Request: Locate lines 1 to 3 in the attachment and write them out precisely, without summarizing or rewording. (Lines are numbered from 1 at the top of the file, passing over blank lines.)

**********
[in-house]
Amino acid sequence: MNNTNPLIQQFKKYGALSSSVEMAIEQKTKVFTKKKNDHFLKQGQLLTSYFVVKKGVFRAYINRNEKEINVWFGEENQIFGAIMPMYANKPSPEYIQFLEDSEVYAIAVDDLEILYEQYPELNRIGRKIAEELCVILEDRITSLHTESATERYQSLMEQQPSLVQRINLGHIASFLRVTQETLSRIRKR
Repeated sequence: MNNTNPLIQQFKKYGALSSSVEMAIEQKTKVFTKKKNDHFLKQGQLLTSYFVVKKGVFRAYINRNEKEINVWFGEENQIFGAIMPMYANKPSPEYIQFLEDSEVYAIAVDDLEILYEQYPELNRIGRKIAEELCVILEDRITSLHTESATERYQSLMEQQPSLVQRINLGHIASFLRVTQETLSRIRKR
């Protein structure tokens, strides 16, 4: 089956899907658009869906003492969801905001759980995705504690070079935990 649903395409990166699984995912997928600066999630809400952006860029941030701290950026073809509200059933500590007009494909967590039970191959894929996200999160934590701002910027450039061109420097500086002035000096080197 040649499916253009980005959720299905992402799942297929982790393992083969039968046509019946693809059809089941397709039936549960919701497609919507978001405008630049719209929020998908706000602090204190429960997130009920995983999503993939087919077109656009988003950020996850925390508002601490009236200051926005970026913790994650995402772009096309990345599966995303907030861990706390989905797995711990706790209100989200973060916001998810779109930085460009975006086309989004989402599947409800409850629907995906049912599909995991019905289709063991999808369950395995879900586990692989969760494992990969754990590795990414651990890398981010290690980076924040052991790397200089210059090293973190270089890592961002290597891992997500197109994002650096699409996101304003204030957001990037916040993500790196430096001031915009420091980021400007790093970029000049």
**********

[in-house]
Amino acid sequence: MNNTNPLIQQFKKYGALSSSVEMAIEQKTKVFTKKKNDHFLKQGQLLTSYFVVKKGVFRAYINRNEKEINVWFGEENQIFGAIMPMYANKPSPEYIQFLEDSEVYAIAVDDLEILYEQYPELNRIGRKIAEELCVILEDRITSLHTESATERYQSLMEQQPSLVQRINLGHIASFLRVTQETLSRIRKR
Repeated sequence: MNNTNPLIQQFKKYGALSSSVEMAIEQKTKVFTKKKNDHFLKQGQLLTSYFVVKKGVFRAYINRNEKEINVWFGEENQIFGAIMPMYANKPSPEYIQFLEDSEVYAIAVDDLEILYEQYPELNRIGRKIAEELCVILEDRITSLHTESATERYQSLMEQQPSLVQRINLGHIASFLRVTQETLSRIRKR